Last fall osteoarthritis patient Adrienne de Forrest of Colorado had her hip resurfaced in Chennai, India, by orthopedic surgeon Vijay Bose. Texas contractor David Jones had triple heart bypass surgery in New Delhi. Both surgeries for the uninsured Americans were arranged by the Massachusetts-based medical tourism company Healthbase.
De Forrest's surgery cost $8,000, and Jones paid $16,000 including travel. In the U.S., where a host of regulatory distortions have raised the price of health care, De Forrest would have paid about $45,000, and Jones' bill could have been as high as $250,000.
The uninsured are not the only Americans going abroad. The Mumbai-based PlanetHospital is now offering surrogacy services for gay couples. In November the health insurer Wellpoint launched a pilot program in which patients who choose elective surgery in India pay no out-of-pocket medical costs and get free travel for both the patient and a companion. And for years, Americans who live near Mexico have been taking advantage of the cheaper dental and other medical services available south of the border.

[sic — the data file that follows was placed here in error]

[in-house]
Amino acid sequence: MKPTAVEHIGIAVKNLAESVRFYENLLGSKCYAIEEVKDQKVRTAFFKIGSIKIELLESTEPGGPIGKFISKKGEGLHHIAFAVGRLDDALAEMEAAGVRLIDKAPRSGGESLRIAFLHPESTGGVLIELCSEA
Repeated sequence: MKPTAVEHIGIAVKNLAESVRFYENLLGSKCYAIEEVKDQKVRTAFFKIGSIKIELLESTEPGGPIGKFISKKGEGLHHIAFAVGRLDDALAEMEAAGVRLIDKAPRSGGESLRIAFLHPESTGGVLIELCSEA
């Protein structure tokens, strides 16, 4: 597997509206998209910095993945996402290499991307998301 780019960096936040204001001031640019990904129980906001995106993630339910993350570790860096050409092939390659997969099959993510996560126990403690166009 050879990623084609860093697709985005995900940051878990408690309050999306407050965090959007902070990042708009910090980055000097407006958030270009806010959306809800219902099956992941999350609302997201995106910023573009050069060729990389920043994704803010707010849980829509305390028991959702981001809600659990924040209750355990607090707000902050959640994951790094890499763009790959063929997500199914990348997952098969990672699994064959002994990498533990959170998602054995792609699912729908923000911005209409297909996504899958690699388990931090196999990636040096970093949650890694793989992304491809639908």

A recent study by the New York–based consultancy Deloitte estimates that 750,000 Americans traveled aboard in 2007 for medical care and predicts that the number would balloon to 15 million by 2017. The management consulting firm McKinsey & Company offered a more conservative estimate of 60,000 to 85,000 global inpatient medical travelers in 2007, but that figure does not include outpatient services such as dental care or elective cosmetic surgery.